ABF Finland in Helsinki and Tampere work with peer-support groups. These offer newly arrived migrants the opportunity to learn Finnish, seek employment or apply for a vocational training place. These activities are conducted in collaboration with adult education centers and higher education institutions.
Työväen Sivistysliittoo (TSL)/Workers Educational Association (WEA)
Helsinki and Tampere, Finland
Purpose of the method
The purpose of the project is to intensify job seeking, strengthen the participants’ knowledge of the Finnish language and of Finnish working life. It also aims to enable participants to realistically view their abilities and ambitions and encourage them to seek employment or further education.
According to Finnish statistics, the level of employment for migrant women is only 40%. For women born in Finland, this figure is 70%. The Finnish public employment service is currently working under severe pressure, with a single employment officer being called on to support 400 clients. This leaves employment officers with very little time to interview job seekers regarding their skills and ambitions.
The lack of individual guidance particularly impacts on migrants with a low level of education – especially women. Catch up with work focuses on supporting long-term unemployed migrants who require extra help along the road to employment. The support groups assembled within the project help them to assess their skills and provide further information on working life in Finland, requirements on job seekers and how to find a job or further education.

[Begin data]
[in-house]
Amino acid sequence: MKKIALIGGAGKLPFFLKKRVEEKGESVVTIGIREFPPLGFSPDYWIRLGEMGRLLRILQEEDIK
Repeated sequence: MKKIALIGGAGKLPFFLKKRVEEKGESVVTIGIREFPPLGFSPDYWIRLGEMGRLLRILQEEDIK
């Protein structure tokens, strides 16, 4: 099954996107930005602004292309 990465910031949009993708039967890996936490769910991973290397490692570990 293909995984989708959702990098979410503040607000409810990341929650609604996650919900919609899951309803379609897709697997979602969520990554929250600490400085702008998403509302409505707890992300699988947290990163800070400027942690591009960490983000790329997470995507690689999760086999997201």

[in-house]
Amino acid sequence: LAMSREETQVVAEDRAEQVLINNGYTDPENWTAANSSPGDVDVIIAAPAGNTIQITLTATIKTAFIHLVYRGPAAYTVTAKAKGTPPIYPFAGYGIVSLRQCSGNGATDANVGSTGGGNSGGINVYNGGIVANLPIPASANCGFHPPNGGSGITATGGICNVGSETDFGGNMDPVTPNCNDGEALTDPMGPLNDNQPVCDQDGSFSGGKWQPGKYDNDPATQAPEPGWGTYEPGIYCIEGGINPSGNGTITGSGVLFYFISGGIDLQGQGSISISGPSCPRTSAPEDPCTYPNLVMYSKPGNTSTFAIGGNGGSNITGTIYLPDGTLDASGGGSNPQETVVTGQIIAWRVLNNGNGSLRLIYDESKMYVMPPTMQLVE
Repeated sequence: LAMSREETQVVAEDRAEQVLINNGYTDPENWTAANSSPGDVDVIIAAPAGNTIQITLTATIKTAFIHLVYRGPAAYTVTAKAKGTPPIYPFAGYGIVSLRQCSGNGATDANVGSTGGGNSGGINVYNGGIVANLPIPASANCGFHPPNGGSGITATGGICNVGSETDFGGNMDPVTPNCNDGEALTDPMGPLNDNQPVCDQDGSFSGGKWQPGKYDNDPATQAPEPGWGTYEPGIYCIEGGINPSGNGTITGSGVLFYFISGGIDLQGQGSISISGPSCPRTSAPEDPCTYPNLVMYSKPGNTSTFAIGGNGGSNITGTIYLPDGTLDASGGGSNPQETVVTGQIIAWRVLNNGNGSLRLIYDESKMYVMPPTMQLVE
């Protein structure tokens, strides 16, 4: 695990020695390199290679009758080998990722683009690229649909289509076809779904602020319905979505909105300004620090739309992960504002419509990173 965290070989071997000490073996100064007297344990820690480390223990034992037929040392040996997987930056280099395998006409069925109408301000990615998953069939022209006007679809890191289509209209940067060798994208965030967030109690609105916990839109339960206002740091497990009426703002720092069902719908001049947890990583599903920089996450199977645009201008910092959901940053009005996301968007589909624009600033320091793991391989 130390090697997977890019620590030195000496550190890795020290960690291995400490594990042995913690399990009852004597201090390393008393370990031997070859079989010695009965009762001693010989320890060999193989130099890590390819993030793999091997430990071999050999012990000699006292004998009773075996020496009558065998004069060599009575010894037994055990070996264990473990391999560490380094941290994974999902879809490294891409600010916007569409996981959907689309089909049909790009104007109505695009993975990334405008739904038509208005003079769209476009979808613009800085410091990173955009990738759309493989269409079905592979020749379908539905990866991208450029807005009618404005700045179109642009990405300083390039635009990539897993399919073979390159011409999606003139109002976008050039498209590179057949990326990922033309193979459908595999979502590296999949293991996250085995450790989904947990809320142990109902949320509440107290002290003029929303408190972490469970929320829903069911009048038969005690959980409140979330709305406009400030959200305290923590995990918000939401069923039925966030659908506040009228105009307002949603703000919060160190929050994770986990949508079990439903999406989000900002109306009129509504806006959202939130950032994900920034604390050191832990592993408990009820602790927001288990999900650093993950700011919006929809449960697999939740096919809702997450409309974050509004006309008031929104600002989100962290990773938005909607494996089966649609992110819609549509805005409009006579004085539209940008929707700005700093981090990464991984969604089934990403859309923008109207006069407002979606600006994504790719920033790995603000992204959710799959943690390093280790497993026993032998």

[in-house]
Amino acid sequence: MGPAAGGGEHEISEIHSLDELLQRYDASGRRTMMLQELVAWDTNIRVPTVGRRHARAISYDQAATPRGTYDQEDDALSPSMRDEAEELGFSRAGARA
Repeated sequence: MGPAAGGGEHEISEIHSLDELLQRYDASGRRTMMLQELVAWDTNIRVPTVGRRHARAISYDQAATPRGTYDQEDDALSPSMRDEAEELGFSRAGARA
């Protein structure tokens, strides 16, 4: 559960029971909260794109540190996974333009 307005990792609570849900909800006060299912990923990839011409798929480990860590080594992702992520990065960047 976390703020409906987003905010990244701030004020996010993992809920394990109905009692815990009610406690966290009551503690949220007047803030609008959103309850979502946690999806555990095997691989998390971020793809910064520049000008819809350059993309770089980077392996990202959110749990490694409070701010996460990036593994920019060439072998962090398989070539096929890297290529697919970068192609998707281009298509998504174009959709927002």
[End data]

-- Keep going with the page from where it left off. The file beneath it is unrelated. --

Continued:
The target groups are long-term unemployed migrants living in the Tampere and Helsinki areas who have been living in Finland for over three years. The activities are primarily aimed at women, as they experience higher levels of unemployment and have a greater need for support in finding their way in working life; however, men are also welcome.
Description of method
The participants are organized in peer-support groups that receive information and support from supervisors and one another; groups in which they meet as equals and learn together. All participants are interviewed prior to entering the project so that supervisors are aware of each participant’s needs and situation and can tailor the content of group activities accordingly. Participants also have the opportunity to have a personal mentor who can offer one-on-one advice.
Group supervisors, who themselves have an immigrant background, are trained to lead the peer-support groups. The groups focus on working life. Group supervisors are awarded an Open Badge on completing their training and another once they have practical experience of leading a peer-support group. The award of an Open Badge makes the group supervisor’s skills visible and reinforces their view of themselves as knowledgeable regarding Finnish working life and culture and group job seeking.
Each group meets on eight occasions, always at the same place. Visiting experts will sometimes address the groups: for example, regarding self-study of the Finnish language or contacting prospective employers.
In the groups, participants will learn about:
- Finnish working life;
- workplace culture;
- seeking work;
- job interviews;
- employee rights and obligations;
- the work of trade unions;
- studying Finnish under their own steam; and
- learning words and expressions specific to trades or professions.